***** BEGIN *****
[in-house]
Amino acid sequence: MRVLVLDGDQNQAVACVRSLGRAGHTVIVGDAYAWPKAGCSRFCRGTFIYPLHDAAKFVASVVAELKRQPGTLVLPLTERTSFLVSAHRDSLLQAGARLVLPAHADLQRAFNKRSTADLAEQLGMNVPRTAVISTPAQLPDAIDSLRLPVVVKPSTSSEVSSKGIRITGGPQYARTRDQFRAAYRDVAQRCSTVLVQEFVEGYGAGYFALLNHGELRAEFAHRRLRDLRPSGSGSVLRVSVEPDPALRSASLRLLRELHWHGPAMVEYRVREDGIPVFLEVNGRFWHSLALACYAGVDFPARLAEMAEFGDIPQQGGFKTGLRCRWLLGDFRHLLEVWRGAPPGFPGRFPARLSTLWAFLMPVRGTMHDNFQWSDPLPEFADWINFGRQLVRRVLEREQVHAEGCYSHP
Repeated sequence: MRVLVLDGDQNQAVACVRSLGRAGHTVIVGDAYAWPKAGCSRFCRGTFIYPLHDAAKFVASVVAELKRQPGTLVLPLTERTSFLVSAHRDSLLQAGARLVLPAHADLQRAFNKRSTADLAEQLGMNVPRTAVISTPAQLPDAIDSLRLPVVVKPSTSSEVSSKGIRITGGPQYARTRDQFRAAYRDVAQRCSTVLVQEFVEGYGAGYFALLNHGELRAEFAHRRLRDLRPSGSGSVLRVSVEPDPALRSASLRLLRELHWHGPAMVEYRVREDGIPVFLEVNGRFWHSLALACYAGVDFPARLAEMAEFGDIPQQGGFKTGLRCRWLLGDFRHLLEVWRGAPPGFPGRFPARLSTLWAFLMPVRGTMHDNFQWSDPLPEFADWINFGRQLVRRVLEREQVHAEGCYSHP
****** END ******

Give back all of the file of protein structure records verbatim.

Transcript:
[in-house]
Amino acid sequence: MRVLVLDGDQNQAVACVRSLGRAGHTVIVGDAYAWPKAGCSRFCRGTFIYPLHDAAKFVASVVAELKRQPGTLVLPLTERTSFLVSAHRDSLLQAGARLVLPAHADLQRAFNKRSTADLAEQLGMNVPRTAVISTPAQLPDAIDSLRLPVVVKPSTSSEVSSKGIRITGGPQYARTRDQFRAAYRDVAQRCSTVLVQEFVEGYGAGYFALLNHGELRAEFAHRRLRDLRPSGSGSVLRVSVEPDPALRSASLRLLRELHWHGPAMVEYRVREDGIPVFLEVNGRFWHSLALACYAGVDFPARLAEMAEFGDIPQQGGFKTGLRCRWLLGDFRHLLEVWRGAPPGFPGRFPARLSTLWAFLMPVRGTMHDNFQWSDPLPEFADWINFGRQLVRRVLEREQVHAEGCYSHP
Repeated sequence: MRVLVLDGDQNQAVACVRSLGRAGHTVIVGDAYAWPKAGCSRFCRGTFIYPLHDAAKFVASVVAELKRQPGTLVLPLTERTSFLVSAHRDSLLQAGARLVLPAHADLQRAFNKRSTADLAEQLGMNVPRTAVISTPAQLPDAIDSLRLPVVVKPSTSSEVSSKGIRITGGPQYARTRDQFRAAYRDVAQRCSTVLVQEFVEGYGAGYFALLNHGELRAEFAHRRLRDLRPSGSGSVLRVSVEPDPALRSASLRLLRELHWHGPAMVEYRVREDGIPVFLEVNGRFWHSLALACYAGVDFPARLAEMAEFGDIPQQGGFKTGLRCRWLLGDFRHLLEVWRGAPPGFPGRFPARLSTLWAFLMPVRGTMHDNFQWSDPLPEFADWINFGRQLVRRVLEREQVHAEGCYSHP